"Do you want to continue living?" a superior asks of United Nations commander Roméo Dallaire (Roy Dupuis) as Shake Hands with the Devil opens in bright blue-washed flash forward. It's a puzzling inquiry from a bureaucracy, though considering the rampant genetic cleansing Dallaire has witnessed in Rwanda, it's a forceful reminder of the powerful influence he maintains over his own destiny—an influence that 800,000 Tutsi, and Hutu moderates, weren't fortunate enough to have. We, with our constitutionally protected right to live, feel similarly complicit (especially given the Western world's refusal to intervene in the genocide) until we realize that the scene, played out between Dallaire and skeptical UN officials and interspersed throughout the film, isn't meant to be a polemical rumination on mortal agency, but a tetchy reenactment of hierarchical nose-rubbing. And Dallaire's story, about the UN's failed intervention during the inter-tribal conflict in Rwanda, isn't an eyewitness account of human atrocity, but a hot-blooded condemnation of political bungling.
This approach reasonably exposes and vents anger toward a myriad of real-life parties made guilty by their inaction. Humanitarian administrators Jacques-Roger Booh-Booh (John Sibi-Okumu) and Boutros Boutros-Ghali (David Calderisi) in particular come off uncompassionate rather than defensibly muddled by red tape, a criticism preserved from Dallaire's source memoir; when they aren't weaseling out of communication with UNAIR forces, they're insisting that "we cannot take the offense, even to protect the slaughter of the innocent." But the film's persistent interloper's perspective also allows the unthinkable events behind the criminal passivity to be incompetently dramatized, when addressed at all: We're so glued to Dallaire's gaze that the genocide feels like a peripheral occurrence. The only cadavers lingered on in the first act aren't Tutsis, but Belgian soldiers, stacked in an unceremonious, if message-sending, pile by the national militia. And when the Plutonian reality of the massacre is finally, fleetingly rendered as an orgy of machete'd limbs, corpse mountains, and slippery blood puddles, the film insists on having a CNN reporter simultaneously capture the affair with a camcorder; the violence we're seeing, in other words, is not only being filtered through director Roger Spottiswoode's camera, but through the implied lens of nightly news.
Most on-screen representation of genocide cleverly distances us from the numbing, horrific brunt with storytelling chicanery and sympathetic protagonists that personify the psychological effects of brutality rather than its visceral experience. Shake Hands with the Devil's top-down viewpoint protects us from the sinewy, sickening details while assigning crucial blame, but in doing so it's just as dismissive of the doomed Rwandans as the UN. We learn of the genocide's progression mostly behind closed doors, where Dallaire and a group of UNAIR officials debate ineffectually with words and commands over slaughters that are occurring with rusty swords and sexual violations only a few miles away. (Aside from a few tense moments between Hutu army men and Belgian peacekeepers, our awareness of the conflict is limited to shifts in conversational tone—e.g., "A genocide is about to happen," "A genocide is occurring," and "How many people can we save before we evacuate?"). It's as if the Greek chorus has confused itself with the tragic hero and usurped the stage in a fusillade of narrative rhetoric; even the cinematography's color scheme appears brown-bleached to match the beige camouflage of Dallaire and his men.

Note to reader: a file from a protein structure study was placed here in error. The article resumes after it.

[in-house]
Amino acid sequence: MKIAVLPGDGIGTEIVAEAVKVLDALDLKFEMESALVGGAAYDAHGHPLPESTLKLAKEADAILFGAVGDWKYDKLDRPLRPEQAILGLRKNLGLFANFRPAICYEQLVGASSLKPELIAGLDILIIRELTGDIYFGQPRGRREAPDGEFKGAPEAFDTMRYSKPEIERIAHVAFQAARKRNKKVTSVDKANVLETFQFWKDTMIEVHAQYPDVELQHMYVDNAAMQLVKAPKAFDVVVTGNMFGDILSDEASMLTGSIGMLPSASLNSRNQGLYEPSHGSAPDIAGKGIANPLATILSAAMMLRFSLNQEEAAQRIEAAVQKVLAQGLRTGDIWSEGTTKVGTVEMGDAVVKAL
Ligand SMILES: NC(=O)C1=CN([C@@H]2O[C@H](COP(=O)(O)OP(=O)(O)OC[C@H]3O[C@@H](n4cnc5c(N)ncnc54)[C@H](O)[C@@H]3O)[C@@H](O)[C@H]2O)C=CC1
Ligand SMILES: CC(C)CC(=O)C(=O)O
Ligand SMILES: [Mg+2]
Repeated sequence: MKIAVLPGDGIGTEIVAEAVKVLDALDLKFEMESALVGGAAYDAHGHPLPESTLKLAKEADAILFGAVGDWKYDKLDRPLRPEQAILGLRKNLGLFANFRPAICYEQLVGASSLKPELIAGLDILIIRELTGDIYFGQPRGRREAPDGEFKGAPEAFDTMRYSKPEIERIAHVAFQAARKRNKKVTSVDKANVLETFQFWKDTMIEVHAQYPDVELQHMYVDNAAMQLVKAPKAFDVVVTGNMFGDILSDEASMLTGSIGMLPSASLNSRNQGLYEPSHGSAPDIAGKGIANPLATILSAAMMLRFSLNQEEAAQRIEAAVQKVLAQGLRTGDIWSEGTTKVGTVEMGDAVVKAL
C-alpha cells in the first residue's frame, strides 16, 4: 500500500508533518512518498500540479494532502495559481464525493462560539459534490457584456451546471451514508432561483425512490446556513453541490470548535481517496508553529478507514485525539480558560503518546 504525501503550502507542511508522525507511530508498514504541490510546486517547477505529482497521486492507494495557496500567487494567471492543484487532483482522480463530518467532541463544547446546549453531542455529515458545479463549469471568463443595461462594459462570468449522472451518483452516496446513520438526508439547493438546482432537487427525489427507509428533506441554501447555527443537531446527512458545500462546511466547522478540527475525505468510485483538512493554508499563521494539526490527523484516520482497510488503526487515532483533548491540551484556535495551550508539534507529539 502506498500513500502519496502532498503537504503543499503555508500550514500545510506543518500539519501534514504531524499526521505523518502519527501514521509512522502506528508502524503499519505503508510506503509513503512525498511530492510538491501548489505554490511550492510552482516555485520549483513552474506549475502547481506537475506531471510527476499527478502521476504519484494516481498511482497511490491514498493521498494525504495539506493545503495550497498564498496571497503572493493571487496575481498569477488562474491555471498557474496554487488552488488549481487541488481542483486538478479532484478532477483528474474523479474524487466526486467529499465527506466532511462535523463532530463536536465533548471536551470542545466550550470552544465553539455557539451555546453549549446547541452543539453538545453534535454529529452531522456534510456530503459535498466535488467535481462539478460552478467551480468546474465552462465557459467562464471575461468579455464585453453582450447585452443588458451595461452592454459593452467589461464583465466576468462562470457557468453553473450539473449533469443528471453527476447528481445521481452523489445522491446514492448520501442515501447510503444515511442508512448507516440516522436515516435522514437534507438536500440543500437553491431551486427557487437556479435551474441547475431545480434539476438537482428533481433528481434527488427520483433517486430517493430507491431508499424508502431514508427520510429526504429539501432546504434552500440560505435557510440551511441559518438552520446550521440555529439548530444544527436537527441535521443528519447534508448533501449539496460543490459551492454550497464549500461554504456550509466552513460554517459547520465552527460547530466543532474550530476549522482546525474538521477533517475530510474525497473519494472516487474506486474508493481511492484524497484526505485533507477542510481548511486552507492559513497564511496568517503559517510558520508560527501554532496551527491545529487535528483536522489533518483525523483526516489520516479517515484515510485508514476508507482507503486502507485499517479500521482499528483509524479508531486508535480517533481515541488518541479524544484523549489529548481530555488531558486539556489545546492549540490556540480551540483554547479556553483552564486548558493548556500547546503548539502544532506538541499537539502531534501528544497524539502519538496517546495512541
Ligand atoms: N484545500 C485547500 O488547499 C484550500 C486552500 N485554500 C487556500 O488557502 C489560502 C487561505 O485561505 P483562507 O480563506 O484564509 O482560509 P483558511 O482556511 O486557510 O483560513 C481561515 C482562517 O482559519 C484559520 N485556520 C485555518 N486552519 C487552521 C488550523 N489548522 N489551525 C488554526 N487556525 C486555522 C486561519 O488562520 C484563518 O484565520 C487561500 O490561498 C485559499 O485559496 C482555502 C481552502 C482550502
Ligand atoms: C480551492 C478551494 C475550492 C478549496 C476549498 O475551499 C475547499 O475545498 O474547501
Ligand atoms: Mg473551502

Dallaire surveys the carnage one last time after volunteering to be relieved of duty, and thin, manly tears betray his otherwise stoic expression. He then remarks at how the pervasiveness of senseless death has penetrated his "protective screen," an emotional shield he can usually deploy at will while in combat. His visible sorrow is meant to be an ominous, if arbitrary, gauge of the Rwandan atrocities—proof that genocide is much more than simply the obligatory inferno of wartime ethics. But this denouement inadvertently reveals the Dallaire character as our own "protective screen," a device through which we observe shadows and reflections of events from which we choose to avert our eyes. Just as Dallaire has the opportunity to choose life in a manner that nearly a million Hutu did not, we, too, are allowed to "witness" Rwanda at a casual distance—by marveling at, finally, how the systematic murder and rape of hundreds of thousands of civilians reduced a hardened army man to a weeping jag. What ultimately characterizes Shake Hands with the Devil is its cumbersome sense of contrition, but the film seems only foggily aware of what its apologizing for.